Wednesday, January 03, 2007

Starlight Mints "Drowaton"´[iTunes Link]

Just what do they put in the water in Oklahoma? Like hometown heroes The Flaming Lips, The Starlight Mints continue to push their agenda for sweeping orchestral psych-rock, lyrical mumbo-jumbo, and eye-boggling cover art involving really big balls on their third album. Oddly enough, they sound less like Wayne Coyne and company than early progenitors of the oddball pop genre such as the Beatles and The Kinks. Not a second of Drowaton ("not a word" backwards, although we have no idea why) is sacrificed to silence as every crevice is stuffed with an odd tambourine, flugelhorn, or blast of vintage piano. Ultimately, however, this a guitar record, as best evidenced in more discriminatingly produced cuts such as "Eyes of the Night" and the nearly sincere "What's Inside of Me."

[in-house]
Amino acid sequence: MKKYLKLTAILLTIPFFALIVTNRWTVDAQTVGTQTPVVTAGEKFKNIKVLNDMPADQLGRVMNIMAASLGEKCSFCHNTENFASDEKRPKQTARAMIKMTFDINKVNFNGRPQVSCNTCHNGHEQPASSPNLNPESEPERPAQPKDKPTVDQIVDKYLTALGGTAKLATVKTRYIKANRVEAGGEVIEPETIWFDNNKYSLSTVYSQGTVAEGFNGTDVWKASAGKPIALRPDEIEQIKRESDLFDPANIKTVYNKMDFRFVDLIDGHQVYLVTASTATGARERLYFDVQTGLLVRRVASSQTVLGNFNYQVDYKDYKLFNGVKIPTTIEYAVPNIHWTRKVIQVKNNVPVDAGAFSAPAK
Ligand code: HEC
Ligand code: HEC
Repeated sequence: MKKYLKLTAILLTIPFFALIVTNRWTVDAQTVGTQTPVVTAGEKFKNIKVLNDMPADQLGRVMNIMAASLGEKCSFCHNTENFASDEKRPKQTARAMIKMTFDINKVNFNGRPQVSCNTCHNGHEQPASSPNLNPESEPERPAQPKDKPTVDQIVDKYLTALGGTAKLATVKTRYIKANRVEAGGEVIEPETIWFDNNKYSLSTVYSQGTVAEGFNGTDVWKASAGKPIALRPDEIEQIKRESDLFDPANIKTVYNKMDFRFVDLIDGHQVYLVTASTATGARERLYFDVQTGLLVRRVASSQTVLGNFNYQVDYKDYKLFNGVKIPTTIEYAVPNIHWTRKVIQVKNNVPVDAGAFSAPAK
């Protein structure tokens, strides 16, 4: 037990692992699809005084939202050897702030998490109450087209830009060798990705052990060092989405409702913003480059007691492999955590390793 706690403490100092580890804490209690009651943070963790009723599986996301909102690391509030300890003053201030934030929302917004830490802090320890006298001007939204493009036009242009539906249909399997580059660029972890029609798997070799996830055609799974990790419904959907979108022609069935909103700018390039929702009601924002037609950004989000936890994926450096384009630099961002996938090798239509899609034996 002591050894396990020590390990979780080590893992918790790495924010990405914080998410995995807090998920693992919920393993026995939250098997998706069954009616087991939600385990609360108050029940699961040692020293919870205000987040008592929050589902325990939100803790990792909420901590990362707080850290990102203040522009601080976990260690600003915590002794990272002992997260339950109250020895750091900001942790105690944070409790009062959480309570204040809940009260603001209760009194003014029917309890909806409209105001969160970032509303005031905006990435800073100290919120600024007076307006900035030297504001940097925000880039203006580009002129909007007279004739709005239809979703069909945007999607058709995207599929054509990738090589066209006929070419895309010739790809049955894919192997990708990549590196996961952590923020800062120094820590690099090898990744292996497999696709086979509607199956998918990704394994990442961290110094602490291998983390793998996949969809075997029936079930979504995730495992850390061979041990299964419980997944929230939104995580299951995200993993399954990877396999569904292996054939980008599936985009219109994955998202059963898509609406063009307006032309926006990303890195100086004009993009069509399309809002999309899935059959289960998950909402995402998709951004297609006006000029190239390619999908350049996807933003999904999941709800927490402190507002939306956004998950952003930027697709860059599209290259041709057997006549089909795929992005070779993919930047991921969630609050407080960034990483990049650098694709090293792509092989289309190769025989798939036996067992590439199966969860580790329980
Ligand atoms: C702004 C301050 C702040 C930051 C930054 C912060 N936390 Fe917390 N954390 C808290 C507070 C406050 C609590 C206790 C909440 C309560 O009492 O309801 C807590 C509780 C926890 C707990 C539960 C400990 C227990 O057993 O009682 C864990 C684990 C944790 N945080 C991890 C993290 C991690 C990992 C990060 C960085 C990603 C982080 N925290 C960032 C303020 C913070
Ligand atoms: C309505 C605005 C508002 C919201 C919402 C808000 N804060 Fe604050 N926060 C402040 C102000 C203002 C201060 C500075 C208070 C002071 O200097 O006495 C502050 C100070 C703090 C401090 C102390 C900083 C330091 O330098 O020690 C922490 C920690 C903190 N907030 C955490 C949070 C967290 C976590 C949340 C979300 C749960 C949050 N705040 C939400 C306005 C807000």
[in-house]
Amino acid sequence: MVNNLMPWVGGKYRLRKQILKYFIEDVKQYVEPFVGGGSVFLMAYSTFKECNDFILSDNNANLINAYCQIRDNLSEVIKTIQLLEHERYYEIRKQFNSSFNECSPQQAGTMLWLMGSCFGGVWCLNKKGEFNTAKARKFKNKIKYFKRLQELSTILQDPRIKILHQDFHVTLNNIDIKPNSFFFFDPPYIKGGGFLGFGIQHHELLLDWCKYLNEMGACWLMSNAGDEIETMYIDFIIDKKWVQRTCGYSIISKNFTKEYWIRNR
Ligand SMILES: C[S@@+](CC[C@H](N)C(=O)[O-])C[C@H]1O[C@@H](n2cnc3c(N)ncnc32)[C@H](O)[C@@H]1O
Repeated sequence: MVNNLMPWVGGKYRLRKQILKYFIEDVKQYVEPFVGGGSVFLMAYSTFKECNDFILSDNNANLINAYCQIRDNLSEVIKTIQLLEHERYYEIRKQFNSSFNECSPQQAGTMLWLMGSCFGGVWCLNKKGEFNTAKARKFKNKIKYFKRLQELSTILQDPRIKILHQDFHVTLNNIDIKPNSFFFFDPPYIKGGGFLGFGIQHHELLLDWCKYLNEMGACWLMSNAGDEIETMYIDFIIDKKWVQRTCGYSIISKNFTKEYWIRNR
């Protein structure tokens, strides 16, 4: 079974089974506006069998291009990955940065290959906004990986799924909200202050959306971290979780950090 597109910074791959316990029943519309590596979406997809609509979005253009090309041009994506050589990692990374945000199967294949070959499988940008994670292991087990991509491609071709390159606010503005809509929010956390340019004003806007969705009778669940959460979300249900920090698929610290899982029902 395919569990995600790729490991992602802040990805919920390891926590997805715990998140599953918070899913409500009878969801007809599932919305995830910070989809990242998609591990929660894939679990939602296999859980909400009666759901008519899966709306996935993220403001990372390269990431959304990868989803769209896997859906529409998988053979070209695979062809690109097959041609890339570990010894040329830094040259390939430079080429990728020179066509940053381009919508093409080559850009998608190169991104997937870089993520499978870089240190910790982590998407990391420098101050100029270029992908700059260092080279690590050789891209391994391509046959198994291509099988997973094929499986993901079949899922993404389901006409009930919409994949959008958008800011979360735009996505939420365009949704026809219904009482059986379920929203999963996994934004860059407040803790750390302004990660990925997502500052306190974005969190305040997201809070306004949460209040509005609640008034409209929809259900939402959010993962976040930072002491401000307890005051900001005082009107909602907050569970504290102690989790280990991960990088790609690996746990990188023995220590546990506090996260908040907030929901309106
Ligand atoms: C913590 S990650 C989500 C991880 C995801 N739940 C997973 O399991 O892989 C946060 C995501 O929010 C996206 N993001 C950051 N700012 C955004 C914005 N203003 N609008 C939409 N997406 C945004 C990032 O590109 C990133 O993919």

Their love of archetypal pop and AM radio has provided, over the course of two acclaimed albums, a rock-solid foundation for a whole bunch of inspired unusualness, all baked to perfection under the hot Oklahoman sun. Their unique brand of instrumentally complex, surrealistically worded pop contains a blend of classic string arrangements, cheeky boyish vocals, catchy melody, and ornate surrealism. You might call it bubblegum psych. Church bells, horns, piano, violin, tambourine, triangle, synths, and sound effects complement the usual suspects of guitar, bass, and drums to paint a broad sonic palate.

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